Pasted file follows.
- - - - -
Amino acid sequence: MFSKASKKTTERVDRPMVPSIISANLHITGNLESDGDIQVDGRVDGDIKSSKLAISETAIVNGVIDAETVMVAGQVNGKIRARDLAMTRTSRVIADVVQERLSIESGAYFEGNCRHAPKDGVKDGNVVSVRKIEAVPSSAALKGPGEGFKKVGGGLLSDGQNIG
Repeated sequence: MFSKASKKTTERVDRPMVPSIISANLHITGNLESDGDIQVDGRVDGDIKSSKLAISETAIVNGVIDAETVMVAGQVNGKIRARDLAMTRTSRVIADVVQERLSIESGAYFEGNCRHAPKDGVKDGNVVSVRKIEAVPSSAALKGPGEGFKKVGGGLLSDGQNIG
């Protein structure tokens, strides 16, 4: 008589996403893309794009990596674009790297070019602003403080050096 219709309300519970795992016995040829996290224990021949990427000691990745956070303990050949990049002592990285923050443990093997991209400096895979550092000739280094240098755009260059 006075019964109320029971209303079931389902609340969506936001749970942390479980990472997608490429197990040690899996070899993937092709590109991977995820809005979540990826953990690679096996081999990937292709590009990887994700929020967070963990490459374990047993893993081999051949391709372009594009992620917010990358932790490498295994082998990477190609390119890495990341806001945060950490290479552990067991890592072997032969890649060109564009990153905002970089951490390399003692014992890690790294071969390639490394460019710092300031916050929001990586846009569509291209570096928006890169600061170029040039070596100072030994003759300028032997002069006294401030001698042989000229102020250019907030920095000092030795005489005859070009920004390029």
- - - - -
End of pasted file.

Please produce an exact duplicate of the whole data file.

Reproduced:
Amino acid sequence: MFSKASKKTTERVDRPMVPSIISANLHITGNLESDGDIQVDGRVDGDIKSSKLAISETAIVNGVIDAETVMVAGQVNGKIRARDLAMTRTSRVIADVVQERLSIESGAYFEGNCRHAPKDGVKDGNVVSVRKIEAVPSSAALKGPGEGFKKVGGGLLSDGQNIG
Repeated sequence: MFSKASKKTTERVDRPMVPSIISANLHITGNLESDGDIQVDGRVDGDIKSSKLAISETAIVNGVIDAETVMVAGQVNGKIRARDLAMTRTSRVIADVVQERLSIESGAYFEGNCRHAPKDGVKDGNVVSVRKIEAVPSSAALKGPGEGFKKVGGGLLSDGQNIG
């Protein structure tokens, strides 16, 4: 008589996403893309794009990596674009790297070019602003403080050096 219709309300519970795992016995040829996290224990021949990427000691990745956070303990050949990049002592990285923050443990093997991209400096895979550092000739280094240098755009260059 006075019964109320029971209303079931389902609340969506936001749970942390479980990472997608490429197990040690899996070899993937092709590109991977995820809005979540990826953990690679096996081999990937292709590009990887994700929020967070963990490459374990047993893993081999051949391709372009594009992620917010990358932790490498295994082998990477190609390119890495990341806001945060950490290479552990067991890592072997032969890649060109564009990153905002970089951490390399003692014992890690790294071969390639490394460019710092300031916050929001990586846009569509291209570096928006890169600061170029040039070596100072030994003759300028032997002069006294401030001698042989000229102020250019907030920095000092030795005489005859070009920004390029």